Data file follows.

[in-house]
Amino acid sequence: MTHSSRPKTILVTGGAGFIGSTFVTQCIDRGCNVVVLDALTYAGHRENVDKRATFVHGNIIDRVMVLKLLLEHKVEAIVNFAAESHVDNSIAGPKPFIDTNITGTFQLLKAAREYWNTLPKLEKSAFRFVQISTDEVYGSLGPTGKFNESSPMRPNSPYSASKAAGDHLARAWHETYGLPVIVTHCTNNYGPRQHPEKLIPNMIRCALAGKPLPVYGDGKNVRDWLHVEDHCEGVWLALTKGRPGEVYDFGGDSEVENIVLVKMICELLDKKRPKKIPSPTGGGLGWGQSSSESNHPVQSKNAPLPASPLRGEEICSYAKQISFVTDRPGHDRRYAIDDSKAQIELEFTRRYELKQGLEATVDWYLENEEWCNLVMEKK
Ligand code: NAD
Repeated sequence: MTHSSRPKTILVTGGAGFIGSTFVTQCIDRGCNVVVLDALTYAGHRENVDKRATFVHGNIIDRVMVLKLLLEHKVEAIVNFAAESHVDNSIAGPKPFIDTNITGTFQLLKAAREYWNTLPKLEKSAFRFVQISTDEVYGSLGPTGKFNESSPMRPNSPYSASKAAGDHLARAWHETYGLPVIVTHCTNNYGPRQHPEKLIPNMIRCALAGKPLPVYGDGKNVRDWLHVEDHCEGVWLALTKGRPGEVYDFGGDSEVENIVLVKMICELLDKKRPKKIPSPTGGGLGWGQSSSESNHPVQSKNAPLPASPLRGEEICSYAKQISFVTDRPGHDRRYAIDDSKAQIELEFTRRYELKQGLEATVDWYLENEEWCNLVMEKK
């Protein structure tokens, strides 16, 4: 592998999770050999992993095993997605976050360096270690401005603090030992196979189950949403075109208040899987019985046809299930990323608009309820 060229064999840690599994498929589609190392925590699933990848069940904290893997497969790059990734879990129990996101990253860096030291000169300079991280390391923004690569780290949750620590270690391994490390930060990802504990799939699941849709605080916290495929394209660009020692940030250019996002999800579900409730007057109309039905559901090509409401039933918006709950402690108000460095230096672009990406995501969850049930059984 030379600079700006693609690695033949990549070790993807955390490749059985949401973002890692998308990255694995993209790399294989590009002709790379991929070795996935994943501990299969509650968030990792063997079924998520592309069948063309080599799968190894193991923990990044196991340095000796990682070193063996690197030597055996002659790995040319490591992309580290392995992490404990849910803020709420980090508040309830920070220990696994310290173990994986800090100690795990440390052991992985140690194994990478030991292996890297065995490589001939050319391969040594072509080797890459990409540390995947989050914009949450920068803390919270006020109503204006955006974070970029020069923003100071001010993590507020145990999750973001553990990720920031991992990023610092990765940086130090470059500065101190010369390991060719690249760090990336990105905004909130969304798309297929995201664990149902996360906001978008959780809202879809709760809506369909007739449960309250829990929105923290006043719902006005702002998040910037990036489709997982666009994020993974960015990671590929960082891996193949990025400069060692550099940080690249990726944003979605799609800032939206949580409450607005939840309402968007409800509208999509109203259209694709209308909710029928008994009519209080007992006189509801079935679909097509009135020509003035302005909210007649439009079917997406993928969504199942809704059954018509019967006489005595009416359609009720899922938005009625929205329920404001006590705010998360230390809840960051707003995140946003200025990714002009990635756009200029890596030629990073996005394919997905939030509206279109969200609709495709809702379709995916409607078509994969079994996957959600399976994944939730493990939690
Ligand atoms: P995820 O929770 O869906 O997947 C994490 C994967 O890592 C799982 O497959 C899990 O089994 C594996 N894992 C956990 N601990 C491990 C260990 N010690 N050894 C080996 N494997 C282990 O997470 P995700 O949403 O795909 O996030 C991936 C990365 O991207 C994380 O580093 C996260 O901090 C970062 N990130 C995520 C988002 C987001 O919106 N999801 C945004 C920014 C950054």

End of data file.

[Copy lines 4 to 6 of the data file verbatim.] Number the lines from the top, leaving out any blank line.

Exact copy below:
Repeated sequence: MTHSSRPKTILVTGGAGFIGSTFVTQCIDRGCNVVVLDALTYAGHRENVDKRATFVHGNIIDRVMVLKLLLEHKVEAIVNFAAESHVDNSIAGPKPFIDTNITGTFQLLKAAREYWNTLPKLEKSAFRFVQISTDEVYGSLGPTGKFNESSPMRPNSPYSASKAAGDHLARAWHETYGLPVIVTHCTNNYGPRQHPEKLIPNMIRCALAGKPLPVYGDGKNVRDWLHVEDHCEGVWLALTKGRPGEVYDFGGDSEVENIVLVKMICELLDKKRPKKIPSPTGGGLGWGQSSSESNHPVQSKNAPLPASPLRGEEICSYAKQISFVTDRPGHDRRYAIDDSKAQIELEFTRRYELKQGLEATVDWYLENEEWCNLVMEKK
């Protein structure tokens, strides 16, 4: 592998999770050999992993095993997605976050360096270690401005603090030992196979189950949403075109208040899987019985046809299930990323608009309820 060229064999840690599994498929589609190392925590699933990848069940904290893997497969790059990734879990129990996101990253860096030291000169300079991280390391923004690569780290949750620590270690391994490390930060990802504990799939699941849709605080916290495929394209660009020692940030250019996002999800579900409730007057109309039905559901090509409401039933918006709950402690108000460095230096672009990406995501969850049930059984 030379600079700006693609690695033949990549070790993807955390490749059985949401973002890692998308990255694995993209790399294989590009002709790379991929070795996935994943501990299969509650968030990792063997079924998520592309069948063309080599799968190894193991923990990044196991340095000796990682070193063996690197030597055996002659790995040319490591992309580290392995992490404990849910803020709420980090508040309830920070220990696994310290173990994986800090100690795990440390052991992985140690194994990478030991292996890297065995490589001939050319391969040594072509080797890459990409540390995947989050914009949450920068803390919270006020109503204006955006974070970029020069923003100071001010993590507020145990999750973001553990990720920031991992990023610092990765940086130090470059500065101190010369390991060719690249760090990336990105905004909130969304798309297929995201664990149902996360906001978008959780809202879809709760809506369909007739449960309250829990929105923290006043719902006005702002998040910037990036489709997982666009994020993974960015990671590929960082891996193949990025400069060692550099940080690249990726944003979605799609800032939206949580409450607005939840309402968007409800509208999509109203259209694709209308909710029928008994009519209080007992006189509801079935679909097509009135020509003035302005909210007649439009079917997406993928969504199942809704059954018509019967006489005595009416359609009720899922938005009625929205329920404001006590705010998360230390809840960051707003995140946003200025990714002009990635756009200029890596030629990073996005394919997905939030509206279109969200609709495709809702379709995916409607078509994969079994996957959600399976994944939730493990939690
Ligand atoms: P995820 O929770 O869906 O997947 C994490 C994967 O890592 C799982 O497959 C899990 O089994 C594996 N894992 C956990 N601990 C491990 C260990 N010690 N050894 C080996 N494997 C282990 O997470 P995700 O949403 O795909 O996030 C991936 C990365 O991207 C994380 O580093 C996260 O901090 C970062 N990130 C995520 C988002 C987001 O919106 N999801 C945004 C920014 C950054």